"Excessive force was used against protesters by law enforcement officers and others working with them in recent months in Ukraine. It is important to prevent any further violence and to ensure accountability for the serious human rights violations which have already occurred." This was the conclusion of the Council of Europe Commissioner for Human Rights, Nils Muižnieks, after a visit to Ukraine (Kyiv, Vinnytsia, Dnipropetrovsk and Zaporizhzhya) from 5 to 10 February 2014.
Hundreds of people have been injured, some of them seriously, during the armed interventions by riot police and subsequent confrontations between the end of November 2013 until the end of January 2014. There were also several deaths linked to the events. The Commissioner noted that, though the majority of demonstrators had behaved peacefully, there were groups which resorted to violence. A number of policemen had been injured as well, some of them seriously.
The Commissioner and his team interviewed dozens of people who were injured and/or deprived of their liberty in connection with the demonstrations and violence. The medical expert in the delegation also had discussions with various health professionals who had treated people with injuries, and was able to review certain medical records. The scope and severity of this ill-treatment is illustrated by the large numbers of head injuries sustained by protesters and that at least 10 people lost at least one eye from rubber bullets. "It is not necessary to crack people's skulls and knock out several of their teeth in order to apprehend them. At the same time, it is not necessary to aim rubber bullets at persons' heads in order to bring a crowd under control or counter violence by protesters. The use of water cannons in sub-zero temperatures is also unacceptable."
Certain of the Ukrainian authorities acknowledged that the crackdown by special riot police ("Berkut") against peaceful protesters on 30 November 2013, the widely-viewed video of a naked protester being humiliated by Berkut outdoors in freezing weather, and the apparently deliberate use of force against journalists only exacerbated the already tense situation.
Certain cases of apparent abductions – accompanied by serious beatings and ill-treatment - by unidentified persons are of major concern to the Commissioner. One such case resulted in the death of a protester who was reportedly left in a forest after being severely beaten.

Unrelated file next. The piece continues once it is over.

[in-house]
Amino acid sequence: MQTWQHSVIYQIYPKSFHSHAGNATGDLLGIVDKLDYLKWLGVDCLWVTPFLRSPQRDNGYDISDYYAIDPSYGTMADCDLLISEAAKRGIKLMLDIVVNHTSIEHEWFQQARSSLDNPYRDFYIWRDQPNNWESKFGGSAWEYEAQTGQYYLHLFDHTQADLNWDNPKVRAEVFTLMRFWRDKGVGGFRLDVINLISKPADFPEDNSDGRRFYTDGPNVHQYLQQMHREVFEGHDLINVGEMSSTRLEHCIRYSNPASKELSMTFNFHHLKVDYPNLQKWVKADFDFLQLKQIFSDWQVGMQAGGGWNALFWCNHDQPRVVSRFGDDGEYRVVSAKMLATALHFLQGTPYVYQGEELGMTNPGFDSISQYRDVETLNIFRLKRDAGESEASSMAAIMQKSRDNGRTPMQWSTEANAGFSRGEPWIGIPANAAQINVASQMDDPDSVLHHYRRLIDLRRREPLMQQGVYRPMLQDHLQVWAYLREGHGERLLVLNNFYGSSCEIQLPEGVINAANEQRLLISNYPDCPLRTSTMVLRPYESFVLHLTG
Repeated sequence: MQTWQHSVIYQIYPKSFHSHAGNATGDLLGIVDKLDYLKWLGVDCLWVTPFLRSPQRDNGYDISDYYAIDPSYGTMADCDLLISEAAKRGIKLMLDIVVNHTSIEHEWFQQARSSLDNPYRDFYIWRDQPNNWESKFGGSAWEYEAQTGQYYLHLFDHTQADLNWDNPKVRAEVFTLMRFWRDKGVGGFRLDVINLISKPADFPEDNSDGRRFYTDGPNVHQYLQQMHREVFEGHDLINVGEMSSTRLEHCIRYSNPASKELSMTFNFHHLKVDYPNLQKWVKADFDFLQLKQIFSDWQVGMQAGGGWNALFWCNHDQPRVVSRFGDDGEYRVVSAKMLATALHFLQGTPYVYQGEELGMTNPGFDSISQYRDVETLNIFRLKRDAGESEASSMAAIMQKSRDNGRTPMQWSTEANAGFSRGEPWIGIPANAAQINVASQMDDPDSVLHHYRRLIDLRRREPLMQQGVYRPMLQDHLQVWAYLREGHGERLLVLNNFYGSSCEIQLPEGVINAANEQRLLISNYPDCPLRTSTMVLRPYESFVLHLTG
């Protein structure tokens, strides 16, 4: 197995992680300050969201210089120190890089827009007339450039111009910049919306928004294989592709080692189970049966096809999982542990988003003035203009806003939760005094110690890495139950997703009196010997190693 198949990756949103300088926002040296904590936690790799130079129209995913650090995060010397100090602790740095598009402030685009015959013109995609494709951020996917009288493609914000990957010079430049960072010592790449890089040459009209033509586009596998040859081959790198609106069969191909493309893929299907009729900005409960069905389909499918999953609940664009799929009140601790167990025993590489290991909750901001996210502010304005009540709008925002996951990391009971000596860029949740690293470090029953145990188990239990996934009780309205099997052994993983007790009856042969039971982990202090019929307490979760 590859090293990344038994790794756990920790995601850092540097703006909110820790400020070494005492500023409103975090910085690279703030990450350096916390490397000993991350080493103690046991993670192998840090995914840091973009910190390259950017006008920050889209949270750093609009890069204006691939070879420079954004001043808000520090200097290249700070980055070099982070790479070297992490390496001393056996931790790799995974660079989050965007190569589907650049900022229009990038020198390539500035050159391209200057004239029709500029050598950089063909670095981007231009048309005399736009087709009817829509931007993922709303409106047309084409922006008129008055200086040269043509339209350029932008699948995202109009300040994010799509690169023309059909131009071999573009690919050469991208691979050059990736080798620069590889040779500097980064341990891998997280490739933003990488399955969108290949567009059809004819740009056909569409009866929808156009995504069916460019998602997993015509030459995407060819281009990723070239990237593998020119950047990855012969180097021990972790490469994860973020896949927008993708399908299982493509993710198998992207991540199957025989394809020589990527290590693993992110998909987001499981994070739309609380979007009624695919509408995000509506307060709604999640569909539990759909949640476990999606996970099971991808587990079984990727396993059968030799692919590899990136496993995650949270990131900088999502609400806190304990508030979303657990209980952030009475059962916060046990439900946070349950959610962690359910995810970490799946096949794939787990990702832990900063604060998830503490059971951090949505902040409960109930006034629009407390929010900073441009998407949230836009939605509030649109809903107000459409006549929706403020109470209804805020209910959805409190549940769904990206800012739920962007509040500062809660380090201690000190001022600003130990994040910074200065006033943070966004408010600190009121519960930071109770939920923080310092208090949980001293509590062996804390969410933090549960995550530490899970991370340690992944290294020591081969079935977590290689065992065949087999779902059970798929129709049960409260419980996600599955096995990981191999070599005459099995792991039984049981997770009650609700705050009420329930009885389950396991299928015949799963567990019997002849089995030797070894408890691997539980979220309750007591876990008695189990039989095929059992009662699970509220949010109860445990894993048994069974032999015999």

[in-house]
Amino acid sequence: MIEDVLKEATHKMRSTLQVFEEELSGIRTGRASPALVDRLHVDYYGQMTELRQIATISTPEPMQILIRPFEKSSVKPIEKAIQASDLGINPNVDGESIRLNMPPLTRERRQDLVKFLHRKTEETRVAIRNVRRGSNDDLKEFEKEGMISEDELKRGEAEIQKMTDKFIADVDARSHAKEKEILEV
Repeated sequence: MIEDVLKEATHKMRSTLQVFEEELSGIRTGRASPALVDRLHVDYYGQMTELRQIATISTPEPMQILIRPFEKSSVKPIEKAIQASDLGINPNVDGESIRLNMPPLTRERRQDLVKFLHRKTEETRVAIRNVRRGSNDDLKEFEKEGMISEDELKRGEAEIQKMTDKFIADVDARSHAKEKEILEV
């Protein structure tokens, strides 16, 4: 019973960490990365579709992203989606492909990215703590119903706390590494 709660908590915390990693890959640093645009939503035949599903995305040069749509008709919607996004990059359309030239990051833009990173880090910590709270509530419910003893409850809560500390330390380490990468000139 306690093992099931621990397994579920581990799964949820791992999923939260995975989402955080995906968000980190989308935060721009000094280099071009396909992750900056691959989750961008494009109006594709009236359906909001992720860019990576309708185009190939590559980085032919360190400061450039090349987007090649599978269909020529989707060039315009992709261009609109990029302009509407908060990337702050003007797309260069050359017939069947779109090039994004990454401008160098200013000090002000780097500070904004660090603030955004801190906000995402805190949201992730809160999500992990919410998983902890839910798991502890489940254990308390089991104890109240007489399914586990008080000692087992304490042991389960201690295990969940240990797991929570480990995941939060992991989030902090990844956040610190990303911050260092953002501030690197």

The Commissioner and his delegation encountered allegations and other evidence of police cooperation with civilians popularly designated by the catch-all term "titushki" who were frequently armed with truncheons, bats or "traumatic" (riot-control) firearms and wearing masks. In Zaporizhzhya, the police acknowledged that certain Cossack associations contributed to "maintaining order" and riot control equipment could be distributed to them. Officials of the Prosecutor General's Office also indicated that certain groups of people may have taken it upon themselves to "assist" the police during the current period of unrest. In Dnipropetrovsk the delegation was shown a photo of a senior police official surrounded by non-uniformed masked men bearing wooden sticks and yellow armbands. Some delegation members interviewed a civilian man being treated for head injuries at a hospital, who said that he worked for a private security company and was ensuring security for the regional administration in the area concerned.
"The use of non-official persons to police demonstrations is highly dangerous, as it destroys public confidence in law enforcement, makes accountability impossible, and is completely counterproductive in the context of the need to deescalate tensions," said the Commissioner. "An immediate stop must be made to any such practices."
Prosecutorial authorities informed the Commissioner that investigations had been launched against law enforcement officials - 4 in Kyiv, 2 in Dnipropetrovsk, and 1 in Zaporizhzhya for exceeding authority, hindering the work of journalists, or unlawful arrest. Those authorities indicated that very few complaints of police misconduct had been received by them. Given the considerable amount of information indicative of ill-treatment and the infliction of violence against protesters brought to the Commissioner's attention, he has reason to believe that the lack of complaints received by the prosecutorial authorities may be a reflection of the lack of trust by the public as to how effectively their complaints will be treated by this institution. Certain of the Commissioner's official interlocutors recognised that thus far, investigative / prosecutorial authorities have been mainly engaged in pursuing accountability against participants in protests for organising "mass disorders" or "occupying buildings".
"The Ukrainian authorities have a responsibility to condemn unequivocally the police misconduct which occurred on a wide scale and ensure effective investigations into the violations which occurred, as well as to impose dissuasive sanctions", underlined the Commissioner. "Of course, unless structural problems of the administration of justice are addressed, the long-standing problem of police impunity will continue to undermine public trust in institutions. Combating impunity presupposes a judiciary which is truly independent and shielded from outside pressure, as well as full respect of the principle of equality of arms. The functioning in practice of the new Criminal Procedure Code, as well as the absence of effective safeguards against ill-treatment (e.g. notification of custody and access to a lawyer), also need to be addressed as a matter of urgency."
Finally, the Commissioner stressed that there is a need to fill the legislative gaps in the area of freedom of peaceful assembly, as pointed out in the judgment of the European Court of Human Rights in the case of Vyrentsov v. Ukraine.